In an eight-week study of middle-aged and elderly Chinese women, consuming 3 ounces (80 grams) of salmon and other fatty fish daily led to reduction in the inflammatory markers TNF-a and IL-6.
In another eight-week study, 12 men with ulcerative colitis who consumed 21 ounces (600 grams) of salmon per week experienced a decrease in inflammatory markers in their blood and colon, along with self-reported improvements in symptoms.
Salmon and other fatty fish can help lower inflammation, which may reduce risk factors for several diseasesand improve symptoms in people with inflammatory condition
MAY PROTECT BRAIN HEALTH
A growing number of studies suggest that including salmon in your diet might improve brain function.
Both fatty fish and fish oil have been found to reduce depressive symptoms, protect fetal brain health during pregnancy, decrease anxiety, slow age-related memory loss and lower the risk of dementia.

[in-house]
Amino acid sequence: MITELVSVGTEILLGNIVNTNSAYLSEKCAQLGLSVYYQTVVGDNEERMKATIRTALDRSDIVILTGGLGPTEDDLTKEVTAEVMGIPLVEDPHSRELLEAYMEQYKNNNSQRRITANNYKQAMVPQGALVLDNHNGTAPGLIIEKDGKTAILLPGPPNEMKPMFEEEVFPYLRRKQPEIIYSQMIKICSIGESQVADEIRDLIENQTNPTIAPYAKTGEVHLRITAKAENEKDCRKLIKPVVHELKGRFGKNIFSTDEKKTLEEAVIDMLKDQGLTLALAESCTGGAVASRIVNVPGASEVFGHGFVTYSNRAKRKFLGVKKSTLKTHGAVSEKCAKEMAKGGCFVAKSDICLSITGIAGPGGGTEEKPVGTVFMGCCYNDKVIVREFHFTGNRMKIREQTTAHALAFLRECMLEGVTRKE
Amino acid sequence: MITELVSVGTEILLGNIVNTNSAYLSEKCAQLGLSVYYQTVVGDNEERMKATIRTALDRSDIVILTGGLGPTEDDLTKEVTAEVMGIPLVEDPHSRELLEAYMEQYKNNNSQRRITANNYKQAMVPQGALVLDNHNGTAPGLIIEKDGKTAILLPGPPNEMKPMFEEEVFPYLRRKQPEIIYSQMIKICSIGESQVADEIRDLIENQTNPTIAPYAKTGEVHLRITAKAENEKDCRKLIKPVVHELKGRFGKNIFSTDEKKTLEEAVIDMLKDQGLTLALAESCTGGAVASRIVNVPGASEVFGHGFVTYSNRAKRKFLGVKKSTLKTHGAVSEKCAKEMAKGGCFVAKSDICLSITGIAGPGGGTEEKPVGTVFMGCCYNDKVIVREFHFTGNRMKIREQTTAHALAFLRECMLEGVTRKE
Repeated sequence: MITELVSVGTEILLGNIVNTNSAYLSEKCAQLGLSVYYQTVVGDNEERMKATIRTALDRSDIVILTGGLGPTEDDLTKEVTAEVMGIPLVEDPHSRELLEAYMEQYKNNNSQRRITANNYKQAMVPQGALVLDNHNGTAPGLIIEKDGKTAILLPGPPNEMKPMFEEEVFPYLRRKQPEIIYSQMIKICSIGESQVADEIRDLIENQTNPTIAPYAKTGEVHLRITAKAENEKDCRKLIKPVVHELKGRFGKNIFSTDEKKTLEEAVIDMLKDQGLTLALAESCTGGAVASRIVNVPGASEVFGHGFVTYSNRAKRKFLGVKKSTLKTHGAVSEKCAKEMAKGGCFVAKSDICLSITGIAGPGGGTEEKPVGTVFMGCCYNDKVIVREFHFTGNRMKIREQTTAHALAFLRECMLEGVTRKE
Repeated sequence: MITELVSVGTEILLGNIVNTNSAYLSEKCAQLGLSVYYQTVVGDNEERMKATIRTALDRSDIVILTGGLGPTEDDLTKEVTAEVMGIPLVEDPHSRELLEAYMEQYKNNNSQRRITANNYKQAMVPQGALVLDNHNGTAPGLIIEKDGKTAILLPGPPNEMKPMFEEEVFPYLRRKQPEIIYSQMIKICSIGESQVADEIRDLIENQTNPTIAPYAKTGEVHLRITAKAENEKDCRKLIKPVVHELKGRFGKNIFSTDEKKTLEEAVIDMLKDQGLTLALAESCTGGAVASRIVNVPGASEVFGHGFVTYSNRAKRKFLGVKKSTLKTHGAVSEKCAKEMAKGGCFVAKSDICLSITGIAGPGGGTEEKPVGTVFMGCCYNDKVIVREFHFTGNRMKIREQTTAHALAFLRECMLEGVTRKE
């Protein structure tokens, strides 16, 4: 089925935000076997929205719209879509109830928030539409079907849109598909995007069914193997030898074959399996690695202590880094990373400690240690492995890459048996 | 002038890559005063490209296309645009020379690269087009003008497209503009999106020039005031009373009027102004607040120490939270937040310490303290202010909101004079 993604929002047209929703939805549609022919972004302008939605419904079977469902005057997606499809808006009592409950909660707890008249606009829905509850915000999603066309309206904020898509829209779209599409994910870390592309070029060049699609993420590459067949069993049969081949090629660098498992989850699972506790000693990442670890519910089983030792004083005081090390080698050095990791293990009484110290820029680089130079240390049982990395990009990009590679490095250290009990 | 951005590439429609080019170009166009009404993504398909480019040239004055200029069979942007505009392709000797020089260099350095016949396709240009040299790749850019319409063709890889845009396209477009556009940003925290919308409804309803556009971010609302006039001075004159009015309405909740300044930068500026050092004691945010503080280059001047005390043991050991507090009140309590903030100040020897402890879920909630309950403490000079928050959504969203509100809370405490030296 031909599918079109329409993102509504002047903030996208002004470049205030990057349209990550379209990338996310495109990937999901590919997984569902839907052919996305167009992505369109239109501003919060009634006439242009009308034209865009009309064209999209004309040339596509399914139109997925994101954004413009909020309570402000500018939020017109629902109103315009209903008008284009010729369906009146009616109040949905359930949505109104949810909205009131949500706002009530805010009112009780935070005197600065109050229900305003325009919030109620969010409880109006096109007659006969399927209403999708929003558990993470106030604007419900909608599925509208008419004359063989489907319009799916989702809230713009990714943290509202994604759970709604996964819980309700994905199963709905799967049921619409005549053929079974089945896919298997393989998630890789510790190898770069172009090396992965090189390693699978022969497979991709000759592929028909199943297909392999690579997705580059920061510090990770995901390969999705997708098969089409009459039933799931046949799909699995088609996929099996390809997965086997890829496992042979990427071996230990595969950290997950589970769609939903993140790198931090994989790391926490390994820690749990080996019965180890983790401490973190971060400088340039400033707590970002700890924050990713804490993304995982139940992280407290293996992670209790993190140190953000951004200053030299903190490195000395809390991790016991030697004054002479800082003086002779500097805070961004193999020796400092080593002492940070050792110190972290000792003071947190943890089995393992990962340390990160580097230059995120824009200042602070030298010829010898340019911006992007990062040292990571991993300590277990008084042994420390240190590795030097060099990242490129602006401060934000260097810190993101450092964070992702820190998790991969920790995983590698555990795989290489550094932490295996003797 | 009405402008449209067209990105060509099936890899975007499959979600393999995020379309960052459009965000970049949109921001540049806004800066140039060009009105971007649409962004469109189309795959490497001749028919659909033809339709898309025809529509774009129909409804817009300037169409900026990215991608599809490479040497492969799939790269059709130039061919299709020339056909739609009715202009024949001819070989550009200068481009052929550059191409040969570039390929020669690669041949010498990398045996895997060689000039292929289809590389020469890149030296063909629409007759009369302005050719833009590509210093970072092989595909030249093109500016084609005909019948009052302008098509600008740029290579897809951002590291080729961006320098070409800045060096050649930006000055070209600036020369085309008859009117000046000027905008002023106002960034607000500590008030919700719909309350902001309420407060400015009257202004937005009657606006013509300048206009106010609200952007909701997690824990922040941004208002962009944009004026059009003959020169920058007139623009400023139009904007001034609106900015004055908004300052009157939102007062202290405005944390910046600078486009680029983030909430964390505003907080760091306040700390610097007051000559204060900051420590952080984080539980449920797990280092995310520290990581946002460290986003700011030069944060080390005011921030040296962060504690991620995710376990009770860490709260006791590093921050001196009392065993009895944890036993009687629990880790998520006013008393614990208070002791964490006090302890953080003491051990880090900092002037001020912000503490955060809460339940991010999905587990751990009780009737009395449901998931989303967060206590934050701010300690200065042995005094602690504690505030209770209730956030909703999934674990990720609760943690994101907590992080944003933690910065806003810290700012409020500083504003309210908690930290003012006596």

In one study of people aged 65 and older, consuming fatty fish at least twice a week was linked to a 13% slower decline in age-related memory issues than consuming fatty fish less than once a week.
In another study, people with normal brain function who consumed fatty fish on a regular basis were found to have more grey matter in theirmbrains. Researchers noted that this could reduce their risk of memory problems later innlife.
Frequent salmon consumption may help reduce symptoms of anxiety and depression, protect fetal brain health in pregnancy and decrease the risk of age-related memory problems.
■ GREAT SOURCE OF PROTEIN
Salmon is rich in high-quality protein.